COLLABORATION… Bruntwood, long established as a supporter of the arts and slightly more recently as being very much into science, has been announced as an official partner of bluedot, the funky fusion of music and science that takes place each July at Jodrell Bank. The partnership, said bluedot, will include a series of unique and exclusive Microdot mini-festivals, which started last weekend at Hatch in Manchester and will continue on to Liverpool and Cheshire. We have lift-off.
LEAP YEAR… Stockport’s frog-themed art trail is set to kick off on 29 June, following in the footsteps of Manchester’s successful bees last year. The sculptures, sponsored by the likes of Orbit and Holiday Inn, will be dotted around the town centre, with the trail starting at the town hall, running down to Stockport Exchange, all around the Merseyway, up to the market hall and Redrock, and back to the Hat Museum. Manchester’s bees turned out to be pretty engaging with plenty of punters following the sculptures around the city centre, so here’s hoping it’ll be a success for Stockport. Just seems a shame there isn’t one inside the Robbie’s brewery…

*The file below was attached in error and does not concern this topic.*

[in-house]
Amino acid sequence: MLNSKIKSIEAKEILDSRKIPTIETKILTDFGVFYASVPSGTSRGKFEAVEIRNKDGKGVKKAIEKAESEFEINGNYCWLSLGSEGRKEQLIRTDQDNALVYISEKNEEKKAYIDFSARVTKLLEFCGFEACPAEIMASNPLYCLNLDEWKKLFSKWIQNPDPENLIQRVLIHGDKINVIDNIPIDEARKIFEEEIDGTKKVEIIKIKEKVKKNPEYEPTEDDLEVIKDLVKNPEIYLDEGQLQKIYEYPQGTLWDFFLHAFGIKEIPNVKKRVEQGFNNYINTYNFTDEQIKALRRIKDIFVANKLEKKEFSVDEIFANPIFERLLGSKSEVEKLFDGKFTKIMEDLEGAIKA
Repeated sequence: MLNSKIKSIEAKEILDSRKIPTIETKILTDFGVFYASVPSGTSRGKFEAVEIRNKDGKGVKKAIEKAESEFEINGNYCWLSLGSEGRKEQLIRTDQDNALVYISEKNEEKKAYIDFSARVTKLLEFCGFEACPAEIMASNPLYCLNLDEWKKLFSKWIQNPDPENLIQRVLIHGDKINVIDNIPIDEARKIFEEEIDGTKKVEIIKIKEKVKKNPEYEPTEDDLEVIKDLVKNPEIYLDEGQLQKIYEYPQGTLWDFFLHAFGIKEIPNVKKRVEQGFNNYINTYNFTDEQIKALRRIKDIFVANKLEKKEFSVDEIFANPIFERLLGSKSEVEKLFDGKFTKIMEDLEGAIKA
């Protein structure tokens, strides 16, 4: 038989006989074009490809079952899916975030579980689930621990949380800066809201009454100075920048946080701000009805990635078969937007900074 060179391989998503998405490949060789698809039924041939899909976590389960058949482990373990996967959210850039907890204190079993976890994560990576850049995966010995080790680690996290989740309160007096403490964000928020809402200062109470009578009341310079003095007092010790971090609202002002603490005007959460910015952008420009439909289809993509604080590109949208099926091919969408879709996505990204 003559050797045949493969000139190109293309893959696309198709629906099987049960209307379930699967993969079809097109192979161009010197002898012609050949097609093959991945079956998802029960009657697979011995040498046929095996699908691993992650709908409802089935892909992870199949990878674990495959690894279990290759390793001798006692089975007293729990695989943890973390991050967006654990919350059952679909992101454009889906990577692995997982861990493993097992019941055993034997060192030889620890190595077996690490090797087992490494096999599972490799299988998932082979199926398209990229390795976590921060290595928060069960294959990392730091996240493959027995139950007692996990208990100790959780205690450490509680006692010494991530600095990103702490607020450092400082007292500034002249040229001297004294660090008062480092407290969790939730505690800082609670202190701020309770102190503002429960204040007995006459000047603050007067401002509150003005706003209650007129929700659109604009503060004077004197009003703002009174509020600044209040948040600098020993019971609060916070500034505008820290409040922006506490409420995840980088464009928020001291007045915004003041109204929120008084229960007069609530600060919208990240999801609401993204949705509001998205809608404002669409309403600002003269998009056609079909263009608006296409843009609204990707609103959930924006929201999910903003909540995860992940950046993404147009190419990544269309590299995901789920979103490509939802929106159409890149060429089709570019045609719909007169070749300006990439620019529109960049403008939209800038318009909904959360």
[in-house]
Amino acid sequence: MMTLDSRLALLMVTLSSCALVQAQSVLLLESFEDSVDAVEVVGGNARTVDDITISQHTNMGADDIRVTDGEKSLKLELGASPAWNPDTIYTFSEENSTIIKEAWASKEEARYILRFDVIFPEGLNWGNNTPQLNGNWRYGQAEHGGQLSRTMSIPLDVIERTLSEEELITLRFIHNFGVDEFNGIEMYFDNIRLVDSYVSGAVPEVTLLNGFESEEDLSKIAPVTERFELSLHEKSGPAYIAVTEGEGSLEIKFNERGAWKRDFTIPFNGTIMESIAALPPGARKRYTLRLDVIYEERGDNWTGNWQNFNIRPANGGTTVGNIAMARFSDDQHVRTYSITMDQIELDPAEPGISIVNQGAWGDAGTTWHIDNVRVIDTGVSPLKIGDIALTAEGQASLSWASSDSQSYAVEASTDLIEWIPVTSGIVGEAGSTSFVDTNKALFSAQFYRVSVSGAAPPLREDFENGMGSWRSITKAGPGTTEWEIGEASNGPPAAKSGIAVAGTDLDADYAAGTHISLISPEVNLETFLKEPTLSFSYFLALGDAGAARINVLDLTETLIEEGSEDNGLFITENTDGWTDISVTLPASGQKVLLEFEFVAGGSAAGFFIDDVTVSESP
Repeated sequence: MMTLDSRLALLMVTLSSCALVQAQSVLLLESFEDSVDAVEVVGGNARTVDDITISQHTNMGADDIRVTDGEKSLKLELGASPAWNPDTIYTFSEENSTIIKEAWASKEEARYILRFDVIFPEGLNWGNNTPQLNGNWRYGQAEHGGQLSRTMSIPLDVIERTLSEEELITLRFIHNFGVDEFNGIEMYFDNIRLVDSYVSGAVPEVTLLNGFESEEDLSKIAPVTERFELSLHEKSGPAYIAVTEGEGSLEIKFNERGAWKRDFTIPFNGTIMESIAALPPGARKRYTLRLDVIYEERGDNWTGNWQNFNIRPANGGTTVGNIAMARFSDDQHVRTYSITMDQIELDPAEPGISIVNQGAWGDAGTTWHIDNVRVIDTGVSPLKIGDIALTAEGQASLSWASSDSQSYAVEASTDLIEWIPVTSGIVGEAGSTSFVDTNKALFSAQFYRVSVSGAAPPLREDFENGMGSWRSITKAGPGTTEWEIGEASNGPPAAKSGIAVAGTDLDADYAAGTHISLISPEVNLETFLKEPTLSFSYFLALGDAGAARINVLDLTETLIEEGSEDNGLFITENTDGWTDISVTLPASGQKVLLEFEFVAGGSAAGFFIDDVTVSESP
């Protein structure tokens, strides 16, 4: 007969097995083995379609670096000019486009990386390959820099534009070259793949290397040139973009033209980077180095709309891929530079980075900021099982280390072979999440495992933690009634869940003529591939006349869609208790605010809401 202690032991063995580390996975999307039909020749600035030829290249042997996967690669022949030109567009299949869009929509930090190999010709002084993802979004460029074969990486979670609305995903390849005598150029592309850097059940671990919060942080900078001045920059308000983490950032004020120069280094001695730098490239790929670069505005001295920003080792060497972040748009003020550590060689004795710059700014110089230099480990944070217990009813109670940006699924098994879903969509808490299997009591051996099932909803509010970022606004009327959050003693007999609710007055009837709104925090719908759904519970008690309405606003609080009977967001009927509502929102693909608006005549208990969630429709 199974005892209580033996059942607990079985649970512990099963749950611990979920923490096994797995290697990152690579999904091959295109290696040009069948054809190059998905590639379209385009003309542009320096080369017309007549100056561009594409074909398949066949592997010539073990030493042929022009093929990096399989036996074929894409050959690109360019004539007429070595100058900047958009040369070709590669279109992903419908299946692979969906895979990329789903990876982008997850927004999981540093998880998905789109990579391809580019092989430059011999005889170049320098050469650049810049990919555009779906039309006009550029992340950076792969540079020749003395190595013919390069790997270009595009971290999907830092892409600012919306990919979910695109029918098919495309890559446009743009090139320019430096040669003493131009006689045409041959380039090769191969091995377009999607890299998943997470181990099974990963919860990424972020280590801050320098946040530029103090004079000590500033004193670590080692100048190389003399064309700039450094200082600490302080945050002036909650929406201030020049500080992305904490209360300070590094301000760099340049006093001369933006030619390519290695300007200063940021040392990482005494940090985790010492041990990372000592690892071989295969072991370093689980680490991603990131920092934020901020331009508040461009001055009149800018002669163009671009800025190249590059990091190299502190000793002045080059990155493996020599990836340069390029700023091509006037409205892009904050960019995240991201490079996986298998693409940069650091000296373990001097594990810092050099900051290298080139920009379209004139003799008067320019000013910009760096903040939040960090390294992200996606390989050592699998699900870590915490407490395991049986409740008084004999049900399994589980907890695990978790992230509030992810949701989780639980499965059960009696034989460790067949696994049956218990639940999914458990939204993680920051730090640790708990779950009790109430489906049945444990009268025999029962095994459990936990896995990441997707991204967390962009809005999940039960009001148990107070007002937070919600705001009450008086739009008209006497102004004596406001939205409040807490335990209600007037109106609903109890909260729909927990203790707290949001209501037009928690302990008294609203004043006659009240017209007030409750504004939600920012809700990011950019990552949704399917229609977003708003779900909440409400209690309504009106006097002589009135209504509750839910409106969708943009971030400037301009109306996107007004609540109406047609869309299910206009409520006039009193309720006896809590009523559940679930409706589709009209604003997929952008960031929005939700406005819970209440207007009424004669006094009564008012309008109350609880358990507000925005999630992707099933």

HISTORY LESSON… The story of the Littlewoods building on Edge Lane, Liverpool, one of few that deserve the tag Iconic, is to be captured by Liverpool John Moores University and Metal, in collaboration with developer Capital & Centric. More than 30,000 people worked for Littlewoods Pools at the complex’s peak, while during World War II It was commandeered for the US military, also becoming the world’s largest manufacturing site for parachutes. A £48,000 grant from the National Lottery Heritage Fund will help a team of academics, artists, volunteers and former employees to revivify the building’s past through interviews, workshops, events and screenings. The heritage will be preserved on a website and smart technology will be installed on-site, enabling access to incredible stories of the building’s past. Lovely stuff.
ART ATTACK… Following last week’s revelation that Bangor University is selling a plot on an island off Anglesey, expected to go for around £1m, bargain hunters in the North Wales market might find value in nearby Menai Bridge. Oriel Tegfryn has been put up for sale by owner Martin Tinney, who bought the gallery in 2010 but is now stepping into semi-retirement, although his Cardiff gallery will remain open. All options are being kept on the table, apparently, so it needn’t necessarily remain as a gallery. Oriel Tegfryn was stated in the 1960s by Gwyn Brown to showcase Welsh artists.